Section 377 has been the subject of intense criticism in academic and other circles for being a colonial legacy, an outdated provision of law which is misused by the police and often against innocent individuals, and one that militates against the individual liberty and freedom of choice, etc. Naz Foundation challenged the constitutional validity of this section before the Delhi High Court and received a favourable verdict when the court held that the essence of Section 377 goes against the fundamental rights of citizens. The court declared that the Section, insofar as it criminalises consensual sexual acts of adults in private, is violative of Articles 21, 14 and 15 of the Constitution. It further ruled that the provisions of Section 377 would continue to govern non-consensual penile non-vaginal sex and penile non-vaginal sex involving minors.

However, the judgment was successfully challenged in the apex court, which reversed it on several grounds, mainly that Section 377 does not violate the Constitution, there was little evidence that the provision was being misused, misuse of law does not make it invalid, and most importantly, it was only for the legislature to repeal or amend the law.

Regaining fervour

The debate has regained fervour after the privacy judgment. Specifically referring to the rights of the LGBT community, the court said these are not “so-called” rights but are real rights founded on sound constitutional doctrine. They inhere in the right to life. They dwell in privacy and dignity. They constitute the essence of liberty and freedom. It further added that sexual orientation is an essential component of identity, and equal protection demands protection of the identity of every individual without discrimination. It goes on to state that privacy includes at its core the preservation of personal intimacies, the sanctity of family life, marriage, procreation, the home, and sexual orientation.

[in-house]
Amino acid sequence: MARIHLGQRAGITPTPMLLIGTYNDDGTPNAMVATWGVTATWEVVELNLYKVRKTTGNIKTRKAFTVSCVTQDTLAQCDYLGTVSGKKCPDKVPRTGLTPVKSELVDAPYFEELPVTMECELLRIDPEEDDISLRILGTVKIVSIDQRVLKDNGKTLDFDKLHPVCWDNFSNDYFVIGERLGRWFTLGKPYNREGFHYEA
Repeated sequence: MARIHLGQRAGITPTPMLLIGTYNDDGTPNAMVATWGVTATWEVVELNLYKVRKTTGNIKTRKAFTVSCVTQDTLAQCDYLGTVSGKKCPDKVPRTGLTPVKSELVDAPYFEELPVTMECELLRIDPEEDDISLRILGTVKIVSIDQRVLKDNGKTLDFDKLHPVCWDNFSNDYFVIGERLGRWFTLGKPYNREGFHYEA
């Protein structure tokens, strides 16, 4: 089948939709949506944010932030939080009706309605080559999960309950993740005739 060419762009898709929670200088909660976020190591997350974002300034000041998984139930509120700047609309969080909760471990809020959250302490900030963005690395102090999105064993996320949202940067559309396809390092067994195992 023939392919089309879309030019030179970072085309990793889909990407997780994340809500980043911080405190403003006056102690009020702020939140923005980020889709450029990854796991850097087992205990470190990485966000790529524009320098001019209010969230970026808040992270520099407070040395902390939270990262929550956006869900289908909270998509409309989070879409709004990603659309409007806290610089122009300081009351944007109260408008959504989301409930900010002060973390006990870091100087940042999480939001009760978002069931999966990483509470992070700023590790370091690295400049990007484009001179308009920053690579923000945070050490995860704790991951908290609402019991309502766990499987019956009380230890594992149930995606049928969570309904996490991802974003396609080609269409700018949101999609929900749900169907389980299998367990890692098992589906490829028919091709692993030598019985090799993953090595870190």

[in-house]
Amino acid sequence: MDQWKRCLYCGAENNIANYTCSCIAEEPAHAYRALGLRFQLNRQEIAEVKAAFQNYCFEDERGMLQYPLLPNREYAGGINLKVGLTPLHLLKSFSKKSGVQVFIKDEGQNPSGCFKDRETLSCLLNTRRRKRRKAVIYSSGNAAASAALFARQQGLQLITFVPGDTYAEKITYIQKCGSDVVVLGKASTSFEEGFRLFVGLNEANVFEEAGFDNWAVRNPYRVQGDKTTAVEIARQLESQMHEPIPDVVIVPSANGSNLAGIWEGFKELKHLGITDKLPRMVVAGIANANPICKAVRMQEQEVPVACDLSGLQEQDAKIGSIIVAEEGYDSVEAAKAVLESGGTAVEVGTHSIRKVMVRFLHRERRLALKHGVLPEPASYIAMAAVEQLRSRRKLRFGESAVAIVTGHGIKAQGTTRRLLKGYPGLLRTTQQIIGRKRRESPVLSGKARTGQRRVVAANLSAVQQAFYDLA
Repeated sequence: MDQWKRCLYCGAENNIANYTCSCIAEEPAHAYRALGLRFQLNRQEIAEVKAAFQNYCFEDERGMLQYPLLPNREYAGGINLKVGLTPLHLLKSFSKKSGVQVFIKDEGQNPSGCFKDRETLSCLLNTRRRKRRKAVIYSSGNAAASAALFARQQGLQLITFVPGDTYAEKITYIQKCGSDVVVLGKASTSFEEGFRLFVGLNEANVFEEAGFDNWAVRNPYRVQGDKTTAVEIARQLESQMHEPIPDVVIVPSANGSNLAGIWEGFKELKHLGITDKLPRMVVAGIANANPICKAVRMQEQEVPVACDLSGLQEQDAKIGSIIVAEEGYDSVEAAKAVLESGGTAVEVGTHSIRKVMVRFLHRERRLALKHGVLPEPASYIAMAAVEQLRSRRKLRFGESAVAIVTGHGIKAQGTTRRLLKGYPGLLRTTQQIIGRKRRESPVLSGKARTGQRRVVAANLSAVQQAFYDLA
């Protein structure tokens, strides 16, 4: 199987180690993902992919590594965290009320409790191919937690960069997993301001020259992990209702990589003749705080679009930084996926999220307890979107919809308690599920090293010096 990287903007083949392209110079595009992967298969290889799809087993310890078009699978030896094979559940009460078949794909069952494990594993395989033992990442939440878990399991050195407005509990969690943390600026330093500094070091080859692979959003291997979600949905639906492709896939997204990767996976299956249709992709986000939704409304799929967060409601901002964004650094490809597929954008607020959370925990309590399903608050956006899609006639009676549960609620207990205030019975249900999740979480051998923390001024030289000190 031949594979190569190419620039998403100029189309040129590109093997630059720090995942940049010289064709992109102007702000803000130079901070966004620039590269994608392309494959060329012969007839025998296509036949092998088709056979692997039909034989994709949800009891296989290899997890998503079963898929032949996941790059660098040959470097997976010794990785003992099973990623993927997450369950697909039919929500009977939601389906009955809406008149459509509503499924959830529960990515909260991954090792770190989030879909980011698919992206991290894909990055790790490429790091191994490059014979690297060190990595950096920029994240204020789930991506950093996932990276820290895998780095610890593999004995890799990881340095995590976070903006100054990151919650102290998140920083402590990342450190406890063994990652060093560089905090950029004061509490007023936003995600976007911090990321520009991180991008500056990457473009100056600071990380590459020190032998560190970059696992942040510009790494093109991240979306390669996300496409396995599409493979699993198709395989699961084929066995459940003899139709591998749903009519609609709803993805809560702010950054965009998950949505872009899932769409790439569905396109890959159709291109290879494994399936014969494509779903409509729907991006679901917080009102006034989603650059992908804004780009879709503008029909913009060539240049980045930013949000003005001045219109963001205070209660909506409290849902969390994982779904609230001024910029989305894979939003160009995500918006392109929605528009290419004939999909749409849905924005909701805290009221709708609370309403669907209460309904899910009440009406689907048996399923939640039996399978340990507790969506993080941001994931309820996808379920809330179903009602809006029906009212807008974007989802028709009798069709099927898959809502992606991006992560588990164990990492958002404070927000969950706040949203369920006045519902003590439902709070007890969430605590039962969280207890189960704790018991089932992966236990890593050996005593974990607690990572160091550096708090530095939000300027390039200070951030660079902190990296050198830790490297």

All religions consider homosexuality a sin, a conduct against the order of nature, and hold that an individual falling in this category be considered a criminal. However, by the end of the 19th century, a strong opinion emerged that it was a pathological condition and that the person should not be blamed for such conduct. Later, a dominant view emerged that homosexuality was inborn and therefore not immoral, and it was not a disease. However, there is still no unanimity on the issue and individuals continue to hold diverse opinions.

While the progressive and timely judgement of the apex court needs to be celebrated, one should not be oblivious of the dangerous path we may tread on if the right to privacy is not tempered with reasonable restrictions. Any right, and more so a fundamental right, survives only if it is not exercised in a manner that it tramples upon the similar rights of another person.

Protecting the ‘vulnerable’

The question that arises is, whether by repealing Section 377 we will achieve the objective of privacy and giving equal rights to individuals of any sexual orientation?

The rights of individuals belonging to the LGBT community need to be recognised, and these persons must be treated with dignity. Nevertheless, the law must ensure that the rights of others, especially those who may be vulnerable and may be easily tricked into unacceptable behaviour or physical intimacy by another individual with a different sexual orientation, must also be protected. To ensure that helpless children and women are not victims of such behaviour, we may have a modified provision in the law to punish such conduct against innocent children and non-consenting females who may not have the courage to resist such demands from their husbands.

(Navneet Rajan retired as Director General of Bureau of Police Research and Development, and earlier served in the CBI and the National Investigation Agency)